Vashti Murphy McKenzie was born May 28, 1947 and elected as the first female bishop in the African Methodist Episcopal Church. She is also the national chaplain of Delta Sigma Theta Sorority, Incorporated and the granddaughter of Delta founder Vashti Turley Murphy. McKenzie received a Bachelor of Arts degree in journalism from the University of Maryland, College Park. A member of the influential Baltimore family who founded the Afro-American Newspapers, McKenzie followed in the footsteps of her great-grandfather, John Murphy, by becoming a journalist after she graduated from the University of Maryland. Later she received Master of Divinity degree from Howard University and her Doctor of Ministry degree from United Theological Seminary in Ohio.
McKenzie received her first ordination in 1984 when she was made an itinerant deacon and appointed to pastor a small church in Chesapeake City, Maryland. She was later ordained an itinerant elder and was sent to pastor in Baltimore. While serving as the pastor of historic Payne Memorial AME Church in Baltimore, Maryland, McKenzie sought election to the office of Bishop in the AME Church. She was elected and consecrated the 117th bishop of the church at the General Conference of 2000. Prior to McKenzie's consecration, no female had ever served in the office of bishop in any predominantly African-American Methodist denomination in America. In her acceptance speech, McKenzie praised the pioneer work of women who had been trying to become bishops for several decades, saying they had "sacrificed, cried, died and gave their very best. Today, I not only stand on the shoulders of the called-up women, but on the shoulders of my brothers."She currently serves as the presiding prelate of the 13th Episcopal District which encompasses Tennessee and Kentucky. Prior to this appointment, McKenzie was the chief pastor of the 18th Episcopal District in southeast Africa. In 2005, McKenzie again made history by becoming the first female president of the Council of Bishops of the AME Church, and the Titular head of the Church. The president of the Council of Bishops serves a one year term. Each member of the council serves a term as president, assuming the office in the order in which they were elected. When asked about her the significance of her election to the office of bishop, McKenzie reportedly told Ebony Magazine that the "stained-glass ceiling had been broken."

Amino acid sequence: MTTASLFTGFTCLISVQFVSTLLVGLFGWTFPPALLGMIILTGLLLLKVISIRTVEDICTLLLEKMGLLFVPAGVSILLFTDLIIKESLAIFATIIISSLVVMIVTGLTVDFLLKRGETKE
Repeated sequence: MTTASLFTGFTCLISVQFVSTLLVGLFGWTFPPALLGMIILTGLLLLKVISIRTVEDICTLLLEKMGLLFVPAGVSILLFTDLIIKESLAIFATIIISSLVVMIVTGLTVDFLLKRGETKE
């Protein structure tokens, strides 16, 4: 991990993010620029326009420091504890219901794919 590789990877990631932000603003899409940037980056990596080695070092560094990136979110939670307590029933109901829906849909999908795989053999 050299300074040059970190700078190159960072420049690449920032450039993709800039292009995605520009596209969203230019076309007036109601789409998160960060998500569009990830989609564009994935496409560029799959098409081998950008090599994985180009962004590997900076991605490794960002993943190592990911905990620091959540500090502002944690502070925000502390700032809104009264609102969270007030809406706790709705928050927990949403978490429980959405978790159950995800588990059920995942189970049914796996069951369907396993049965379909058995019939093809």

Bishop McKenzie has authored the book Not Without A Struggle: Leadership Development for African-American Women in Ministry. She is married to former NBA player Stan McKenzie; they are the parents of three children.